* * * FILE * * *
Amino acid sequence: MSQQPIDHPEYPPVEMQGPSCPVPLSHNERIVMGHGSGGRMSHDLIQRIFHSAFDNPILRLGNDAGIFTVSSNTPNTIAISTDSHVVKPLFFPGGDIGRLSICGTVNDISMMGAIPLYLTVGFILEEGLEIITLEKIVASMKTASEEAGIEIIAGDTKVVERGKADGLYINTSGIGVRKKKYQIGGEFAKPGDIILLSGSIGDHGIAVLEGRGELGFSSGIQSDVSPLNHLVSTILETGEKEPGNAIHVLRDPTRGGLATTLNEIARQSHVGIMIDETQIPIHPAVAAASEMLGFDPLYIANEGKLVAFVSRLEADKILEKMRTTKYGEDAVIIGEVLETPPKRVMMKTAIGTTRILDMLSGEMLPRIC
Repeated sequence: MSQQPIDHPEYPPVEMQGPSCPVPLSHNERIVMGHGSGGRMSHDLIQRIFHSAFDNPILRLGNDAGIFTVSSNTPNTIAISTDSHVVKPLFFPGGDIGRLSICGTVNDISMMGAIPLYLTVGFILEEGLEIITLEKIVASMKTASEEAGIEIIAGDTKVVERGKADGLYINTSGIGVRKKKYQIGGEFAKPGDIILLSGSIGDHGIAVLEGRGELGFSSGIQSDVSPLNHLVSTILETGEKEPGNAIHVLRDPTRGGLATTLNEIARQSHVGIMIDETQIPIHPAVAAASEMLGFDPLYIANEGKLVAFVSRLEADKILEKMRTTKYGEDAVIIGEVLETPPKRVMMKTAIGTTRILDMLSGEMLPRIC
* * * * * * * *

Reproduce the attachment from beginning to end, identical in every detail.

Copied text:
Amino acid sequence: MSQQPIDHPEYPPVEMQGPSCPVPLSHNERIVMGHGSGGRMSHDLIQRIFHSAFDNPILRLGNDAGIFTVSSNTPNTIAISTDSHVVKPLFFPGGDIGRLSICGTVNDISMMGAIPLYLTVGFILEEGLEIITLEKIVASMKTASEEAGIEIIAGDTKVVERGKADGLYINTSGIGVRKKKYQIGGEFAKPGDIILLSGSIGDHGIAVLEGRGELGFSSGIQSDVSPLNHLVSTILETGEKEPGNAIHVLRDPTRGGLATTLNEIARQSHVGIMIDETQIPIHPAVAAASEMLGFDPLYIANEGKLVAFVSRLEADKILEKMRTTKYGEDAVIIGEVLETPPKRVMMKTAIGTTRILDMLSGEMLPRIC
Repeated sequence: MSQQPIDHPEYPPVEMQGPSCPVPLSHNERIVMGHGSGGRMSHDLIQRIFHSAFDNPILRLGNDAGIFTVSSNTPNTIAISTDSHVVKPLFFPGGDIGRLSICGTVNDISMMGAIPLYLTVGFILEEGLEIITLEKIVASMKTASEEAGIEIIAGDTKVVERGKADGLYINTSGIGVRKKKYQIGGEFAKPGDIILLSGSIGDHGIAVLEGRGELGFSSGIQSDVSPLNHLVSTILETGEKEPGNAIHVLRDPTRGGLATTLNEIARQSHVGIMIDETQIPIHPAVAAASEMLGFDPLYIANEGKLVAFVSRLEADKILEKMRTTKYGEDAVIIGEVLETPPKRVMMKTAIGTTRILDMLSGEMLPRIC